A lot of emphasis is put on the colour of whisky – at times, far too much. It’s hard to deny our natural inclinations towards assessing the visual charm of liquids – unless you’re subjecting yourself to a unexpected night time simulation, you’re using your eyes before using your olfactory system. But, it can be a highly deceptive taste indicator often misleading people into presuppositions - darker equalling richer and more flavoursome - lighter being dismissed as younger and less developed. This seems particularly true for a contingent of ex-sherry lovers who actively seek out the most impossibly opaque expressions with nary an opportunity missed to exclaim “ would you look at the colour on that”. In fairness, they’re often right in their assumptions, imperviousness hue does suggest an intense sherry tasting experience – but not always.
As a sweeping generalisation, the longer the spirit spends maturing in wood, the darker its eventual colour. Whilst produced from the stills clear, alcohol is a solvent and therefore leaches pigment from the compounds contained in the wood. Caramelised sugars (from charring), tannins and melanoidins (from the breakdown of cellulose) all play their part. As does the size, type and condition of the wood itself – smaller, larger, virgin, refill, charred, 1st fill, refill etc. And that’s completely ignoring interactions with temperature, humidity, or even the dreaded use of E150a. There’s a lot of variables. But, you don’t have to look far to see that this extractive process varies greatly - the colour of whisky might provide you with some clues as to its maturation and possible flavours combinations, but only through tasting can you validate your assumptions.
Today’s whisky comes from independent bottler Whiskybroker - it’s a 22 year old drawn from a refill sherry hogshead and bottled at the end of last month. It’s notable for two things. Firstly, its original sale price of £65 – compare that to other recent ex-sherry Arran bottlings of a similar age and you can clearly see the mark up that other bottlers and retailers are putting on your whisky. A similarly aged example (distilled just three weeks after this one) has recently gone up on Whisky Exchange as an exclusive bottling – it costs £150. Now, that not to say that the level of quality in these casks are identical, or even that the more expensive example isn’t superior – it might well be (and in my opinion, TWE are excellent with their cask picks) – but it does put the price differentials that exist in the market into the starkest possible terms. Unsurprisingly, I believe the bottling sold out in short order.
The other notable aspect of this indy Arran is its colour. Whilst it’s certainly got more hue than you’d expect from ex-bourbon maturation, it isn’t exactly dark, nor necessarily displaying a colour altogether unexpected from 22 years of maturation. This no doubt stems from the refill aspect of the cask – the initial levels of activity (and quite possibly volumes of precursor liquid held in the wood) now lessened following its first filling. However, as you’ll note from my review, the actual flavour profile of this Arran sits very much in the heavily sherried category – more so than many bottlings with darker hues. It’s entirely possible that as the extraction of colour and flavour do no follow each other in a linear fashion that this cask (hogshead 1058) has given more of the latter – it has certainly not been inactive - only 140 bottles were drawn from the cask at 53.9% ABV.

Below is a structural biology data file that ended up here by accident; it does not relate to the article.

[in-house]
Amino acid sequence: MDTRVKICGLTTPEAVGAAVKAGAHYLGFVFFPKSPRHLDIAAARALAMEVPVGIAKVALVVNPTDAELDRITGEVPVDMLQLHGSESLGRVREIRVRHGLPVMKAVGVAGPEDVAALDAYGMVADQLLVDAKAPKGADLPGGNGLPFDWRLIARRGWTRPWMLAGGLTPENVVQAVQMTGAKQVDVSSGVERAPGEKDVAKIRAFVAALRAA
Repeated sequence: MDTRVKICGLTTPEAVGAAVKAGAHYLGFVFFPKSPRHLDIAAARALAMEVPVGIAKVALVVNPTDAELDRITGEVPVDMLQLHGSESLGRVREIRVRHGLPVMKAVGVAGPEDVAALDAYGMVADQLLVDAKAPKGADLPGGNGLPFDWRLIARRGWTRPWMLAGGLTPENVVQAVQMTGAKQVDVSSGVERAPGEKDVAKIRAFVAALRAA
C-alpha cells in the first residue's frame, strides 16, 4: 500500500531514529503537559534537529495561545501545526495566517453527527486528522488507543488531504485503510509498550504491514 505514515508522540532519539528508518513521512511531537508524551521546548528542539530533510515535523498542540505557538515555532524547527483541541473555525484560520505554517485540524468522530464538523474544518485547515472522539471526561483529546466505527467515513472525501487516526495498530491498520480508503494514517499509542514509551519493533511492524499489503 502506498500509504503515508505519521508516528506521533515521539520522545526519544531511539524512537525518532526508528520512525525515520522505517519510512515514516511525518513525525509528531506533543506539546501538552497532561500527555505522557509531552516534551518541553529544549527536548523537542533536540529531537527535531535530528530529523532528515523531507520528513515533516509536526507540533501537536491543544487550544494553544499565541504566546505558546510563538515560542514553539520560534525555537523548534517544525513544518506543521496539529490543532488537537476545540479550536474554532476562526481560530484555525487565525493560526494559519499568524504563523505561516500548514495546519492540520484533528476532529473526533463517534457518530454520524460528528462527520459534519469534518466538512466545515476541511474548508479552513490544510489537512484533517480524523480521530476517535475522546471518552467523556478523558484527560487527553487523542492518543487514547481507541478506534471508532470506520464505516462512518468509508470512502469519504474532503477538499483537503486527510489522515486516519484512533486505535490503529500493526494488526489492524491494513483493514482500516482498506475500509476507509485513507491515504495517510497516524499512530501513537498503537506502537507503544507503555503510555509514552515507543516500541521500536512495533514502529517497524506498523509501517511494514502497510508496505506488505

Nose: Brown sugars are slathered in rich chocolate sauce and then dusted with cacao powder for good measure. Heavily reduced fruits – hedgerow berries – sit with figs, dates and prunes. Sticky toffee and steamed pudding are joined by earthy gingerbread whilst in the background, spiced orange and air dried meats (serrano ham) sit atop of malty brown bread. Reduction adds leathery aspects – saddles, hides and cloth, whilst also emphasising red fruits with bright berries and a dusting of icing sugar.
Taste: An unctuous sticky texture provides an arrival with both weight and structure – stewed plums, raspberries and raisins are collected and fashioned into a rich fruitcake. Cinnamon spices from the sherry merge with peppery tinges from the underlying Arran malt – they build throughout the development, subsiding into a musty dustiness. Almonds (marzipan) and walnuts sit with cigar boxes and old dried books. The addition of water unleashes further spices – both from the wood and from the sherry – nutmeg and pepper alongside anise and liquorice.
Finish: Medium with nuts and spices fading whilst orange zest remains.
22 years of age is as old as you’ll find Arran at the moment – and this example continues to reaffirm my belief that the distillery’s spirit is versatile both with cask type and with maturation length. Rich and intense sherry flavours are both decadent, but also not so overwrought that the DNA of the underlying spirit is lost. There’s a lot to like here and self-confessed ‘sherryheads’ would rue any decision not to buy this based on its colour along. Tasty stuff delivered at an exceptionally tasty price.